The Modi Sarkar's new farm legislation has seen angry protests from farmers for months.
Kavitha Kuruganti has been fighting for decades to ensure farmers are respected and get their due from the Indian nation.
In order to ensure they don't struggle for a living, she works to ensure sustainable farm livelihoods and farmers' rights.
When you meet Kavitha Kuruganti, she may ask you to draw a farmer. In fact, go ahead draw a farmer anyway.
Now give yourself a big fat zero if you drew a moustachioed turban-toting man. If you drew a woman farmer, well done.
Most people think of that typical image when they think farmers, but about 9.75 crore women are into farming. A fact that was very evident at the Kisan Mukti March in November 2018, which Kavitha helped organise as part of the All India Kisan Sangharsh Coordination Committee.
When over one lakh farmers walked all the way to Delhi, asking for their rights and better prices, many of them were women, and even children.
'We have strength, you can't ignore us,' Kavitha said about the farmers' message at the rally. 'We will be heard. That's one way of putting yourself squarely on the national agenda.
Kavitha worked on two Bills they're hoping to pass in Parliament on farmers. While drafting the Bill, Kavitha referred to farmers as 'she'.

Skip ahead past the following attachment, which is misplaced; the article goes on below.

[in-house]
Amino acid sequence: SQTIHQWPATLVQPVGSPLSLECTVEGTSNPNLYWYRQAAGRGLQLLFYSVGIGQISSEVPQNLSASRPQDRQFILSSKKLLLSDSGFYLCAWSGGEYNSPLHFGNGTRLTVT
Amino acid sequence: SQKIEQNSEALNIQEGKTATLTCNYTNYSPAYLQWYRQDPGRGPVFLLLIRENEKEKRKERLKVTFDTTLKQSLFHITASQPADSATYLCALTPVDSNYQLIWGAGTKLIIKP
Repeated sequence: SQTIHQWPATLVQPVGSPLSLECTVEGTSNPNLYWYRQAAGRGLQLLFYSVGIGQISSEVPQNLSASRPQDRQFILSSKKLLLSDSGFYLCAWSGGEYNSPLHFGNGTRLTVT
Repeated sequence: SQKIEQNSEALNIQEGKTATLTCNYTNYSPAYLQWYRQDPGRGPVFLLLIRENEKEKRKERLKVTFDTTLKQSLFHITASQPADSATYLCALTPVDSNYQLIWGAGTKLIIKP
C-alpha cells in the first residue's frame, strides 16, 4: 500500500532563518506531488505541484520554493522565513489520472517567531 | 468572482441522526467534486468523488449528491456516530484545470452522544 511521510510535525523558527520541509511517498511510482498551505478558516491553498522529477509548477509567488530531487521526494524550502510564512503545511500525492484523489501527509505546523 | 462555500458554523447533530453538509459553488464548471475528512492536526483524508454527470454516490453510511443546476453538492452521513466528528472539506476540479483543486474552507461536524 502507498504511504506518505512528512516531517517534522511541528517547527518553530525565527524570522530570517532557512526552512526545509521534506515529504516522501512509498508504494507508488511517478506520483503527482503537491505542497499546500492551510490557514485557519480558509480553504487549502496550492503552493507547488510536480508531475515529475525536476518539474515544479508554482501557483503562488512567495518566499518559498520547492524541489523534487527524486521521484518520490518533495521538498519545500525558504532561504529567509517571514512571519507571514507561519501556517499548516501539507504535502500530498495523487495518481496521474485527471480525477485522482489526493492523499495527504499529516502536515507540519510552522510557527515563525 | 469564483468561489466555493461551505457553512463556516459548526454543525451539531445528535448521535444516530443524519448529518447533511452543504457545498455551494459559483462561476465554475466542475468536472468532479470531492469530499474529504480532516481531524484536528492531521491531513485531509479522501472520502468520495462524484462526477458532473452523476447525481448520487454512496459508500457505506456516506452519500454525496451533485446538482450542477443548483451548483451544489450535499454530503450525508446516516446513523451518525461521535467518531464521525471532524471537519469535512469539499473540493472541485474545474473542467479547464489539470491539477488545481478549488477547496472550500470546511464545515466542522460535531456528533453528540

'It goes to some advisor in the Lok Sabha secretariat, and it comes back with everything converted to 'he',' said Kavitha, who hits find-and-replace to change it back to ‘she'.
So if the Bills get passed, the official lexicon will actually have ‘she'. Whether it does get passed remains to be seen.
Farmers in India face many challenges:
• Climate change and the vagaries of the monsoon
• Expensive seeds
• Poor soil quality
• Pests and the challenges of using pesticides that may be harmful as well
• Price fluctuations in the market
• Back-breaking work
• Challenges of getting credit
As a result of these challenges, many farmers actually grow food at a net loss.
The sad truth is that often farmers who grow our food don't have enough food or money to feed their own families!You may have read of the very high number of farmer suicides in different parts of the country over the last few years.
Even when food prices are high, as happened with the price of onions in 2019, often it was the middleman who was making the money and the farmers earned very little.
There are many laws in India about the use of genetically modified (GM) seeds for cultivation. Certain kinds are approved by the government and some are not.
GM seeds are often more expensive and farmers have to pay hefty prices each year to use them. At the same time, some of them have better yields, so farmers prefer to use them.
There are also some unregulated GM seeds being used in India, which may lead to crop loss.
GM seeds are supposed to be pest-resistant, but sometimes are not, leading to ruined harvests, as happened with the cotton crop in 2018.
Historically, says Kavitha, farming as a profession, across the country, was held high in terms of its social status:
It is a profession which is supposed to make you your own raja or king, whereas every other profession is about naukri-chakri, jobs.